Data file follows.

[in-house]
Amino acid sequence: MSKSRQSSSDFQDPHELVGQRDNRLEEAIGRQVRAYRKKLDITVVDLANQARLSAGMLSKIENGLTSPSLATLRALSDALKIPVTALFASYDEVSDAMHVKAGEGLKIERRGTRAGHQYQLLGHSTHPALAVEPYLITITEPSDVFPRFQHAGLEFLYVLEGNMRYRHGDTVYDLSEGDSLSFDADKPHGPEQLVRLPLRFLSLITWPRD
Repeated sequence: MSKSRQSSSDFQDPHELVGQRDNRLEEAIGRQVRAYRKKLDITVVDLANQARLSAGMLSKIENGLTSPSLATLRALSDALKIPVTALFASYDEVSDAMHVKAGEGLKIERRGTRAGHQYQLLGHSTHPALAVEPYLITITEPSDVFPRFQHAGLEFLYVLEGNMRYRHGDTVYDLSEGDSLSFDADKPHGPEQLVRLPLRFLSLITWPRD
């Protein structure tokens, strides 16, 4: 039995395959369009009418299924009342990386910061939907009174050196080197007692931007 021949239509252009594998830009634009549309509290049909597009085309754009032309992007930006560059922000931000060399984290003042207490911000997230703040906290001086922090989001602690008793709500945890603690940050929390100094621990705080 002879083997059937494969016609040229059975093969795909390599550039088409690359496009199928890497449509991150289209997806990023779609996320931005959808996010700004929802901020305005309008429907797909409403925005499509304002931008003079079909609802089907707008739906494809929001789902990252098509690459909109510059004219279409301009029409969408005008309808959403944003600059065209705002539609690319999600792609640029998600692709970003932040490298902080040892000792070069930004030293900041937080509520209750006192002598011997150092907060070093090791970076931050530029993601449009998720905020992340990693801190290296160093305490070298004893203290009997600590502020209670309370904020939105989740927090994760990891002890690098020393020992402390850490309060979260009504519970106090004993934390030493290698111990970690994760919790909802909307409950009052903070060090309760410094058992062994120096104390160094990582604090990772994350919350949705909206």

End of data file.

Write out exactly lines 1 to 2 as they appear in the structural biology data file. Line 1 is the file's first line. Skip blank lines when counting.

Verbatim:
[in-house]
Amino acid sequence: MSKSRQSSSDFQDPHELVGQRDNRLEEAIGRQVRAYRKKLDITVVDLANQARLSAGMLSKIENGLTSPSLATLRALSDALKIPVTALFASYDEVSDAMHVKAGEGLKIERRGTRAGHQYQLLGHSTHPALAVEPYLITITEPSDVFPRFQHAGLEFLYVLEGNMRYRHGDTVYDLSEGDSLSFDADKPHGPEQLVRLPLRFLSLITWPRD